Within the Simulink modeling environment, the communication functional blocks 6 are provided by embodiments of the invention for the designer as part of a functional block library. Each of the possible communication blocks 6 typically has a masked dialog box associated with it that is presented to the designer upon instantiation of such a block within the decorated system model 100. Such dialog boxes allow customization of the functional block with which each is associated. In the case of the communication functional blocks 6, the associated dialog box allows the designer to specify a name by which the internal signal 5 associated with the communication block 6 will be accessed outside of the modeling environment. The name given in the dialog box does not necessarily have to match the name of the internal signal 5 that is used within the modeling environment. This capability allows the designer to change the name of that signal within the decorated system model 100 at some later point without having to change the application employed to access the internal signals 5 outside the modeling environment. Furthermore, entirely different models may employ the same communication blocks 6 so that a single client application may be utilized for each model, saving any time required in developing that application.
In the disclosed embodiments, the communication functional blocks 6 are implemented as “S-functions,” described above. In other words, the communication blocks 6 are defined by way of sections of software which describe and exhibit the functionality of the associated communication block 6. In turn, the S-functions utilize a Dynamic Link Library (DLL), provided for by embodiments of the present invention (step 430 of
The DLL associated with the communication blocks 6 includes code that allows read and write access to the associated internal signals 5 from a client application by way of an executable, provided by embodiments of the invention (step 430 of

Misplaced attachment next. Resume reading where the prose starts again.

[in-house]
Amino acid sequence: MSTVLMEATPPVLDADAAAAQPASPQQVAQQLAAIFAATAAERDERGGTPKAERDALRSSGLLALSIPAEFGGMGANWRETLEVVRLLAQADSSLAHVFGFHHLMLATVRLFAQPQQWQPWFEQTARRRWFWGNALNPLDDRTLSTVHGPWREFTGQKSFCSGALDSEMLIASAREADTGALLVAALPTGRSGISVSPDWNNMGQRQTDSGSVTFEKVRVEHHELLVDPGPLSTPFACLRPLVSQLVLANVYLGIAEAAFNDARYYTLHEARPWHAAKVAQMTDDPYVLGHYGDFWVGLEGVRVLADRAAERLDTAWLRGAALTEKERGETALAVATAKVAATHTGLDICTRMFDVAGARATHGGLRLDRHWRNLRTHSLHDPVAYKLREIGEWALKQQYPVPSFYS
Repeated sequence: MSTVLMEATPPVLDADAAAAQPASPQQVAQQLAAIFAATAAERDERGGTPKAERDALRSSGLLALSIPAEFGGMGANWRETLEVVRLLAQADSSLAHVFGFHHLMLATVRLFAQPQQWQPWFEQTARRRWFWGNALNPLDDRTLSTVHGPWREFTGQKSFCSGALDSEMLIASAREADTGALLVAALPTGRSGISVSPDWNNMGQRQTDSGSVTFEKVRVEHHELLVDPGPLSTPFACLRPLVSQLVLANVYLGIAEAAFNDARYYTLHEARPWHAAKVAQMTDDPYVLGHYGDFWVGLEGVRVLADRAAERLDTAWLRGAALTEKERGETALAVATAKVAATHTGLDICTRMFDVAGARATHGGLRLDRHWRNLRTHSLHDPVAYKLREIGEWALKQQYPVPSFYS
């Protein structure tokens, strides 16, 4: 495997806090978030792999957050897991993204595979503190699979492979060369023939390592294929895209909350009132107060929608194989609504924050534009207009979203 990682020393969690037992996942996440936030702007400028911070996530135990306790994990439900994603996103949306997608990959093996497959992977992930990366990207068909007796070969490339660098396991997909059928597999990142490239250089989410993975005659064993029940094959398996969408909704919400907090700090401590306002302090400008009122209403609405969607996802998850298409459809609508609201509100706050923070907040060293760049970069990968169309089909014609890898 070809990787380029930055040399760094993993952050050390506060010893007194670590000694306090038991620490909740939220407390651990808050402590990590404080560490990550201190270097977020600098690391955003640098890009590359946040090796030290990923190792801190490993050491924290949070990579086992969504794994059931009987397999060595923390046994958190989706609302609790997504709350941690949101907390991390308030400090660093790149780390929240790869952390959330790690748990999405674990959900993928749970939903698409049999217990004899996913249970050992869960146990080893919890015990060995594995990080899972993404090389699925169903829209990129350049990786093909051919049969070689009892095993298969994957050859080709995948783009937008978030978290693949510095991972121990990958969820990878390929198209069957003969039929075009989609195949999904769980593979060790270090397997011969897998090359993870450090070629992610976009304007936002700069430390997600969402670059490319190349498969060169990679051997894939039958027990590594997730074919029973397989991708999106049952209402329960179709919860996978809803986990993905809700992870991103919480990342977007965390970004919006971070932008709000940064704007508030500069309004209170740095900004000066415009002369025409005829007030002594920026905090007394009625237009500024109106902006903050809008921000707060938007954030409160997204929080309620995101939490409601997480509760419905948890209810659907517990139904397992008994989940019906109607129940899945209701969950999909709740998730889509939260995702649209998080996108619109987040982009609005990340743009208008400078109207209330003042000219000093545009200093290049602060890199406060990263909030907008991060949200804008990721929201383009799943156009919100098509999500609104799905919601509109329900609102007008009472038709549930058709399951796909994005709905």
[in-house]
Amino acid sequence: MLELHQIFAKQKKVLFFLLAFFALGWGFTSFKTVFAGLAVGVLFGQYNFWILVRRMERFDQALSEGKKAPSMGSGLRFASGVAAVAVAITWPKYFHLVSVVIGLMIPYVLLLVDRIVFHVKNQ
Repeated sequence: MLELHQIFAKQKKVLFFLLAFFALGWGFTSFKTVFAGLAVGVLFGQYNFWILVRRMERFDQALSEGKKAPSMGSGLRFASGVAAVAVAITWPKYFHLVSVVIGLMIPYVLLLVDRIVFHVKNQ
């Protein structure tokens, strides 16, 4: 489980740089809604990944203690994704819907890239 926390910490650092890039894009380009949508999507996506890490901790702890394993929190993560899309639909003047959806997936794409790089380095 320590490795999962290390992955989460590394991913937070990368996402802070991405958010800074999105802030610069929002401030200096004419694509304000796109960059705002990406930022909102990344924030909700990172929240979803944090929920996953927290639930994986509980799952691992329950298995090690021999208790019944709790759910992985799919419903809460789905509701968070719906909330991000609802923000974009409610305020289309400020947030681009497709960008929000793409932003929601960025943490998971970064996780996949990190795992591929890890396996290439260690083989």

Although the specific embodiments of the invention herein disclosed implement COM technology, other methods that allow such interfacing between diverse sections of software executing on a computer may be employed. For example, a more comprehensive interfacing technology, Microsoft® “.NET”, which employs a set of eXtensible Markup Language (XML) Web services to allow interconnectivity between portions of software, may also be utilized. Additionally, other methods of intercommunication between diverse sections of software, including, but not limited to, LAN TCP/IP (Local Area Network—Transmission Control Protocol/Internet Protocol) and shared memory schemes, may be employed in lieu of a COM interface.
As mentioned earlier, another embodiment of the invention, as shown in
One major benefit of utilizing COM technology in the embodiments of the present invention is that the technology is employed across essentially all Win32-based platforms, thus making the task of accessing the internal signals 5 from the software model 230 during execution relatively elementary. However, other methods of interfacing between the software model 230 and an application having access to the internal signals 5 of the software model 230 may also be employed, such as .NET and LAN TCP/IP, mentioned above.
Generally speaking, the internal signals 5 of the software model 230 may be accessed in at least two different ways. The signals can be accessed while the software model 230 is executing. Alternately, the internal signals 5 may be accessed by bringing the interface containing those signals online before the software model 230 begins execution by way of an eXtensible Markup Language (XML) file.